A report by The National said Fife Council called in the bond, taken out by UK Coal Mining, after the Scottish Coal Company – which took over the open-cast coal mine site – went into liquidation. However, RSA argued it only had to pay out in certain circumstances.
“So far as the evidence disclosed, the defender repeatedly rejected the sufficiency of the pursuer’s repeated calls upon the bond,” wrote Lady Wolffe in her judgment.
She said RSA did not explain what the deficiencies were or, at least, it did not do so in a way that ever enabled Fife Council to satisfy the insurer’s interpretation of the bond – which was taken out to ensure that the mine site would be returned to woodland, countryside, and agricultural use.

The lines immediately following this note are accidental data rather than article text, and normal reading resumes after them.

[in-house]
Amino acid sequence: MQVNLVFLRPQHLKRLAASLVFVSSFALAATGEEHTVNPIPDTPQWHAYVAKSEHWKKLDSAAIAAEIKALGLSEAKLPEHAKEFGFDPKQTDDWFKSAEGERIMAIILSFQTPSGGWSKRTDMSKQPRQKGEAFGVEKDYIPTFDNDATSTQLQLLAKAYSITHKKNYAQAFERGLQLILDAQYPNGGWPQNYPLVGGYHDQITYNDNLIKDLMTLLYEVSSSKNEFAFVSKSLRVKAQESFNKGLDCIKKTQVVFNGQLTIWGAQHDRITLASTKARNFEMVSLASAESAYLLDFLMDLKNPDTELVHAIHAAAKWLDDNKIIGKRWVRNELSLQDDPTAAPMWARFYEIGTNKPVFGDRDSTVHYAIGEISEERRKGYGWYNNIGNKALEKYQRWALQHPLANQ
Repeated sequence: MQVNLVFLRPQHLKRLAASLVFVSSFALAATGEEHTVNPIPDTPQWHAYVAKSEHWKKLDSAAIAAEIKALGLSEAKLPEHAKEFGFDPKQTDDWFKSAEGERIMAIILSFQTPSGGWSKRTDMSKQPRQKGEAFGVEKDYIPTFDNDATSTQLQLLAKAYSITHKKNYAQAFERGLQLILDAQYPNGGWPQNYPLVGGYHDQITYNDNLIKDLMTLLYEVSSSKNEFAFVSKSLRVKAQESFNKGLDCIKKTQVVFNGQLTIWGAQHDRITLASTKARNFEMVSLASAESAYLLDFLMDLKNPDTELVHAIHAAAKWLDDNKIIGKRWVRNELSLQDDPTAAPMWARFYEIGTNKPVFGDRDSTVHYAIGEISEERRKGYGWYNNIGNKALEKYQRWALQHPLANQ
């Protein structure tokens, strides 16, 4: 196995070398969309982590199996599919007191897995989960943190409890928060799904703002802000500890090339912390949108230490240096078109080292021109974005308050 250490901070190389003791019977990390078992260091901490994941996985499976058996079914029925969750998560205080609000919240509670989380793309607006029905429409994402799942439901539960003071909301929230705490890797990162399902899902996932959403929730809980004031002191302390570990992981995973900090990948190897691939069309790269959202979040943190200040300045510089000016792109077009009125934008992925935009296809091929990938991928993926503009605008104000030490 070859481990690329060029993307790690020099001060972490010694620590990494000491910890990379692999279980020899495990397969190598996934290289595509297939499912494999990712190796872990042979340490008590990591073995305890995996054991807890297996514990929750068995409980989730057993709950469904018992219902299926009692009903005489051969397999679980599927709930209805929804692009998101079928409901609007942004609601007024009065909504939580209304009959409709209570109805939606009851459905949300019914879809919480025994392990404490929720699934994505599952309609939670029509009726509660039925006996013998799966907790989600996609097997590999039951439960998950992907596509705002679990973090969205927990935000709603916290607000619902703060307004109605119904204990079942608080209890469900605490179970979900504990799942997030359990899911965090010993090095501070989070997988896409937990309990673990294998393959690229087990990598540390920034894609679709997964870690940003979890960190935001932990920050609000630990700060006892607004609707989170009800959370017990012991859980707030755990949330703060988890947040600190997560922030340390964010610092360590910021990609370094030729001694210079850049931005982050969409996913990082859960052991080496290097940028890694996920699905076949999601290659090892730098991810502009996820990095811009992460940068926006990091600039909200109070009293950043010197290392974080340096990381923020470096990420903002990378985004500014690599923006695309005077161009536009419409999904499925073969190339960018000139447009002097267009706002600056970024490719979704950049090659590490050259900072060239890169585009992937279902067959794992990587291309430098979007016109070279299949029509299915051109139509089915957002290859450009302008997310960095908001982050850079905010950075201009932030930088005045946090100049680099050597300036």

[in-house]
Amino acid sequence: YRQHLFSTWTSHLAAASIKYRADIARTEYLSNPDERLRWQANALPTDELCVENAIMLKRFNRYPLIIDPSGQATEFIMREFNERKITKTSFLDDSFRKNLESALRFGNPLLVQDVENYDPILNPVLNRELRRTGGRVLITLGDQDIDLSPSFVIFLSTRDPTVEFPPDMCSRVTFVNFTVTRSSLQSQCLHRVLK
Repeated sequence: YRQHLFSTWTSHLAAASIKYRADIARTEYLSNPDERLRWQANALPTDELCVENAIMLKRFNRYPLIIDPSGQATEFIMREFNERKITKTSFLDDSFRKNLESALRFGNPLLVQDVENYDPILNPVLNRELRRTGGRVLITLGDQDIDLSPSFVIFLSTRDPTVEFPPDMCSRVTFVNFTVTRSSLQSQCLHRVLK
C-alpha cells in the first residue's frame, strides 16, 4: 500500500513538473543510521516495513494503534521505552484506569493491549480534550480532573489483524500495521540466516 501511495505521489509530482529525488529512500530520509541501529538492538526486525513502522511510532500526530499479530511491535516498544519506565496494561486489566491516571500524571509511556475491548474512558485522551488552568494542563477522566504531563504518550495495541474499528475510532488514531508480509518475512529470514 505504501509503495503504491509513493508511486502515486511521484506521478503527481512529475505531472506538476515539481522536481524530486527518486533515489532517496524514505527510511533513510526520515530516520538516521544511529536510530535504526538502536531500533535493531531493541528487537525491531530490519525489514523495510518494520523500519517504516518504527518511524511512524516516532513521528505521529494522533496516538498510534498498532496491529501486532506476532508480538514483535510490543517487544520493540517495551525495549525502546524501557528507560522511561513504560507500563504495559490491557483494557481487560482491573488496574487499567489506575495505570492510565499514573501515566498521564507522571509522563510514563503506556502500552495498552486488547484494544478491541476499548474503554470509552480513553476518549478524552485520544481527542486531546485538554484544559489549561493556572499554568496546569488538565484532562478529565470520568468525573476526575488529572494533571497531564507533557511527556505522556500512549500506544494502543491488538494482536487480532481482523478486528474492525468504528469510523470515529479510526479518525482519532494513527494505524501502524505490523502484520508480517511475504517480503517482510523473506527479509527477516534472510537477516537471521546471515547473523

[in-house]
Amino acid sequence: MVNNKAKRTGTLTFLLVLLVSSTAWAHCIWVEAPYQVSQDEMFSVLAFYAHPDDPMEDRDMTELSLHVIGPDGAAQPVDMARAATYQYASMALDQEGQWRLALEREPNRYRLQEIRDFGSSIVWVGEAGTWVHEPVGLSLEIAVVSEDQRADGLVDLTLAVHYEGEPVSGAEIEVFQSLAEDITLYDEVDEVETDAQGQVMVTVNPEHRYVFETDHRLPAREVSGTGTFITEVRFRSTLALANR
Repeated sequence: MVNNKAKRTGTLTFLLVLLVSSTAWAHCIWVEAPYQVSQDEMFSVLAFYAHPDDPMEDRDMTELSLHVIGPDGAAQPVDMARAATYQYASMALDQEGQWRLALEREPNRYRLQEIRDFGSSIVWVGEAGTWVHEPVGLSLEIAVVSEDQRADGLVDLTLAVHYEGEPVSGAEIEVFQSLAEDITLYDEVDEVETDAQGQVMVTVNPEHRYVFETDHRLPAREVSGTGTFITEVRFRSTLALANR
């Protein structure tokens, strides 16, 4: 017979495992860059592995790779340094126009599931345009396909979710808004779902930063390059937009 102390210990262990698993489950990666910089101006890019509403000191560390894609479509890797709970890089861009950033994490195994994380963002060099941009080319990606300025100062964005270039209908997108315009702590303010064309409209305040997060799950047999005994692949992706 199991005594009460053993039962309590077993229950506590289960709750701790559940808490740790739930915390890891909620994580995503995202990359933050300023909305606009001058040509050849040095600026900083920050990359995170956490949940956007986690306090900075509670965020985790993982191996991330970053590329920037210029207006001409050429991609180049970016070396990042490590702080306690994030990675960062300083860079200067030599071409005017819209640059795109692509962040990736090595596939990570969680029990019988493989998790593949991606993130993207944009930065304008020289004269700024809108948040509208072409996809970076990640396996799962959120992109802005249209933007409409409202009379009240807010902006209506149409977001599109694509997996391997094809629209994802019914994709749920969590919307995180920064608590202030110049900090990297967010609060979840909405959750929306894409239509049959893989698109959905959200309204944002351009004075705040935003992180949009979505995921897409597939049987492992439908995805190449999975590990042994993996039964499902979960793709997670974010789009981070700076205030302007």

The amount of £3.1 million would also cover years of aftercare, according to the report. As per the ruling, there was an obligation that the bond monies be applied for the purpose stipulated.
Fife Council head of service Robin Presswood said that while the council is aware that the ruling can be appealed, it hopes RSA would accept the judgment and allow restoration to start as soon as possible.